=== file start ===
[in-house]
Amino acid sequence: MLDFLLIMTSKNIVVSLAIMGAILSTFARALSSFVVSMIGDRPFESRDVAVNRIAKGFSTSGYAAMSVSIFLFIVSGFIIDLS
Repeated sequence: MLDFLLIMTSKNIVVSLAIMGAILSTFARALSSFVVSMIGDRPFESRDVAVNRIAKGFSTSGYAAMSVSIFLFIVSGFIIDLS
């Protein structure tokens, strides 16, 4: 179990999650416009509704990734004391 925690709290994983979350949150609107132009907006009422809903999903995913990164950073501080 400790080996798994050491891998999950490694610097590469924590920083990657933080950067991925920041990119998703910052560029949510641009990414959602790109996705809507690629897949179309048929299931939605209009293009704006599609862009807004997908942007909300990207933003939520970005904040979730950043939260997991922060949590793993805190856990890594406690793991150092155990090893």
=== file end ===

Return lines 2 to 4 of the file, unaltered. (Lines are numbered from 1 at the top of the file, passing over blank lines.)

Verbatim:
Amino acid sequence: MLDFLLIMTSKNIVVSLAIMGAILSTFARALSSFVVSMIGDRPFESRDVAVNRIAKGFSTSGYAAMSVSIFLFIVSGFIIDLS
Repeated sequence: MLDFLLIMTSKNIVVSLAIMGAILSTFARALSSFVVSMIGDRPFESRDVAVNRIAKGFSTSGYAAMSVSIFLFIVSGFIIDLS
């Protein structure tokens, strides 16, 4: 179990999650416009509704990734004391 925690709290994983979350949150609107132009907006009422809903999903995913990164950073501080 400790080996798994050491891998999950490694610097590469924590920083990657933080950067991925920041990119998703910052560029949510641009990414959602790109996705809507690629897949179309048929299931939605209009293009704006599609862009807004997908942007909300990207933003939520970005904040979730950043939260997991922060949590793993805190856990890594406690793991150092155990090893």